[concurrency-interest] Blocking vs. non-blocking

Arcadiy Ivanov arcadiy at ivanov.biz
Wed Jun 25 21:35:21 EDT 2014

Based on what I've read in the benchmark code supplied, I have a 
sneaking suspicion that the problem is the benchmark itself, since I'm 
not sure it's measuring "thread switching performance". :)

I would *highly* recommend talking to Aleksey about using JMH for all 
your benchmarking needs and would, personally, dramatically simplify the 
benchmark by using exclusively LockSupport.park/unpark if your intention 
is to measure thread parking/unparking time.

Be aware, that System.nanoTime (I would not recommend measuring anything 
faster than your average human heartbeat with System.currentTimeMillis() 
- resolution is 1ms at best) performs weirdly under contention 
(http://shipilev.net/blog/2014/nanotrusting-nanotime/). I.e. you may not 
be able to measure what you want to measure using Java benchmark to 
begin with and may need lower level native OS/CPU metrics tools.

Also, I haven't looked at or, frankly, used synchronized in quite a 
while, but I think it results, assuming lock elision doesn't kick in, in 
libc mutexes of some sort (pthread? libthread? win32 mutex?), i.e. you 
may be measuring lock performance in a libc on the specific OSes, not 
thread switching performance.

Hope this helps,

- Arcadiy

On 2014-06-25 21:05, Dennis Sosnoski wrote:
> On 06/14/2014 02:32 PM, Arcadiy Ivanov wrote:
>> If memory serves me right, Mr Shipilev mentioned in one of his 
>> presentations in Oracle Spb DC re FJP optimization challenges (in 
>> Russian, sorry, https://www.youtube.com/watch?v=t0dGLFtRR9c#t=3096) 
>> that thread scheduling overhead of "sane OSes" (aka Linux) is approx 
>> 50 us on average, while 'certain not-quite-sane OS named starting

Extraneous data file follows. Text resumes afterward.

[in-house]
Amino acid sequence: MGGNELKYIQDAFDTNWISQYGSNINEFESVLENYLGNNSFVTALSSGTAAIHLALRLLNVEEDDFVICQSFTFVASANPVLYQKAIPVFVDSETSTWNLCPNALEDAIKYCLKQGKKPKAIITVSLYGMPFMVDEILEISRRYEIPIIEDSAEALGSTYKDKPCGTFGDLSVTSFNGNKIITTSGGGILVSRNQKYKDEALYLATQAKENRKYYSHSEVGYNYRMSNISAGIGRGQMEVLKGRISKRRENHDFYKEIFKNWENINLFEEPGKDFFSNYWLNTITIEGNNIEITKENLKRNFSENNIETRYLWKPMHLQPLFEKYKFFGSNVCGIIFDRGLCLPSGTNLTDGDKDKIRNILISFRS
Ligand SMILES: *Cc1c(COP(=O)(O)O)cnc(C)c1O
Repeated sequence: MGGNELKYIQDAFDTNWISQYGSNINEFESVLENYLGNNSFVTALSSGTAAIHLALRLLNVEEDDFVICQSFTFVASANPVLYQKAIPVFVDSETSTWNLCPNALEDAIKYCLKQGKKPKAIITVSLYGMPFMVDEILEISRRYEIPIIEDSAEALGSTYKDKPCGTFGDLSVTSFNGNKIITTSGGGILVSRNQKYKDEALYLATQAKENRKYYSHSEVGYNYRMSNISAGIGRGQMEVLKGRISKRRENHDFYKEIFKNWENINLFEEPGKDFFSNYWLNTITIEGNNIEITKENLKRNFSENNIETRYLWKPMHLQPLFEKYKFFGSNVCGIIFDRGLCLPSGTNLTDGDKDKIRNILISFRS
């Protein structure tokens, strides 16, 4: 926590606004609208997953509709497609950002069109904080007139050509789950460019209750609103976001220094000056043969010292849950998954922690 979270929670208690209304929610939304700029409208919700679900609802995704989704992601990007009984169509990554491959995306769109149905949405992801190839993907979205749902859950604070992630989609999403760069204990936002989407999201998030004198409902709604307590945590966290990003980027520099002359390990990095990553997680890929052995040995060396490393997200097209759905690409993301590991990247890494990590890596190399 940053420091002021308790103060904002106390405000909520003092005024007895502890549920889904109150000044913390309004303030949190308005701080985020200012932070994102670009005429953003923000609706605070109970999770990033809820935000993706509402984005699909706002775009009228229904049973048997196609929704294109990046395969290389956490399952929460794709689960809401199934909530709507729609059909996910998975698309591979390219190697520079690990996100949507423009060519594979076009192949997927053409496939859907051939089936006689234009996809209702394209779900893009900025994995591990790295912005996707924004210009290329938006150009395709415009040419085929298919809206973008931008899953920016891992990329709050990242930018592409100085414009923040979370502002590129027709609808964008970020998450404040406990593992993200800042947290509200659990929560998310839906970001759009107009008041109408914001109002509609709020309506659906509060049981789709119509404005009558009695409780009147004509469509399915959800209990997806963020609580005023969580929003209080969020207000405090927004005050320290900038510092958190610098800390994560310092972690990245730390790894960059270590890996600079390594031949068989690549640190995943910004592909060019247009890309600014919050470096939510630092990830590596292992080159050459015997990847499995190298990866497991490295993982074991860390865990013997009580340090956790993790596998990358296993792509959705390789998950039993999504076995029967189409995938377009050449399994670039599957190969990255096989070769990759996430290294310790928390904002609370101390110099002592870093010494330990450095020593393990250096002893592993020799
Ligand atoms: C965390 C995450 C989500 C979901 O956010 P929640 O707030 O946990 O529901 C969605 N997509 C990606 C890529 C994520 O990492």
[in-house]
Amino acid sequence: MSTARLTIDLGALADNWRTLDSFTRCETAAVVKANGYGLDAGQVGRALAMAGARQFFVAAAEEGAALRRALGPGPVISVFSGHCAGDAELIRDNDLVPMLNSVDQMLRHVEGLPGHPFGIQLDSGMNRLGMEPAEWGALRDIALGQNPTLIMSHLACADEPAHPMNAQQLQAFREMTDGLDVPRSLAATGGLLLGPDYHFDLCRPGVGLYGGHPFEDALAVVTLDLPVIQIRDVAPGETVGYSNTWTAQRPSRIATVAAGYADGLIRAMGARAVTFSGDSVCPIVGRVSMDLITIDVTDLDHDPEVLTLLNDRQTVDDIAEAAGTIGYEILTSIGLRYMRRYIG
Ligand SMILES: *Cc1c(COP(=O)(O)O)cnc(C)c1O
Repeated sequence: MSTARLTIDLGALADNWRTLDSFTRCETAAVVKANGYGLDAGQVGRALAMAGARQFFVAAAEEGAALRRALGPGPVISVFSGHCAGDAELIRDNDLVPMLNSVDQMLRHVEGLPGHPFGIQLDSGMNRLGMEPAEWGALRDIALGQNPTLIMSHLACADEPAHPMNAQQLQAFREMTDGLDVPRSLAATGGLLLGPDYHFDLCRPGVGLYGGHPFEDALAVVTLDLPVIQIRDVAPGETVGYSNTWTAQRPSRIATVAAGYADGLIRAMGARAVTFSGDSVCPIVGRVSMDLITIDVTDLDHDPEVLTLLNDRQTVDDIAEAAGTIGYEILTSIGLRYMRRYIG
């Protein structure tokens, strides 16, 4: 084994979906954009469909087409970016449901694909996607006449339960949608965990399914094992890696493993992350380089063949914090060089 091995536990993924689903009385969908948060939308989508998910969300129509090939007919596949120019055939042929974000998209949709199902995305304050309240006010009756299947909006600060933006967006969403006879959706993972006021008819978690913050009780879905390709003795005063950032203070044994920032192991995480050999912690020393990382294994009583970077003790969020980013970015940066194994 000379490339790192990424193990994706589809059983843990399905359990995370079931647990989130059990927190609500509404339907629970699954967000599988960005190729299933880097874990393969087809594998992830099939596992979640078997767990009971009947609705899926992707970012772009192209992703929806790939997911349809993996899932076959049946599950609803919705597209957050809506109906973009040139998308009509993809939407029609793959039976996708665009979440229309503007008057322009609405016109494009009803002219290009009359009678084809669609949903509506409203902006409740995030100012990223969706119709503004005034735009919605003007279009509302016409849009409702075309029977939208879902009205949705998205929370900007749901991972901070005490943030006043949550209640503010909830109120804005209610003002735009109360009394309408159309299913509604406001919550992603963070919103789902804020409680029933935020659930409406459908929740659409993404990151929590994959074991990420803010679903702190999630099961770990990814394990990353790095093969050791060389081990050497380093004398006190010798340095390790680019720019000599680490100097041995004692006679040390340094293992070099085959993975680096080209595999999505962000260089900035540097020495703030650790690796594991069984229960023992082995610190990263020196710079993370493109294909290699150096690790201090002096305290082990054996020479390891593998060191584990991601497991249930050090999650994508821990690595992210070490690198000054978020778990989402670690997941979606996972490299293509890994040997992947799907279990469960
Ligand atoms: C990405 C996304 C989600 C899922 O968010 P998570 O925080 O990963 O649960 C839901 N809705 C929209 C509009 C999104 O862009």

>> with "W"' is much more than that.
>> Loaded Linux kernel can produce latencies in *tens of seconds* 
>> (http://www.versalogic.com/downloads/whitepapers/real-time_linux_benchmark.pdf, 
>> page 13) without RT patches, and tens of us with RT ones. YMMV 
>> dramatically depending on kernel, kernel version, scheduler, 
>> architecture and load.
> I actually found that Windows 7 did much better at thread switching 
> performance than my Linux system with same-era kernel when running on 
> my laptop system (Windows 7 Home Premium, Linux 3.4.63,Toshiba 
> Satellite P750D with AMD A8-3520M APU). You can see my timing results 
> here: http://www.sosnoski.com/thread-linux-windows.png The data block 
> size relates to a block of per-thread data run though on every thread 
> switch to show caching effects. Threads are executed in strict 
> rotation, each notifying the next to run. The actual code is at: 
> https://github.com/dsosnoski/concur3/blob/master/src/com/sosnoski/concur/article3/ThreadSwitch.java
> So now I'm wondering if recent Windows versions actually have lower 
> thread switching overhead in general, or if there are perhaps some 
> OS-specific optimizations for the particular hardware (the Windows 
> installation came with the laptop; I added Linux myself, generic 
> OpenSUSE without any optimizations). Anyone have any thoughts on this?
> Thanks,
>   - Dennis

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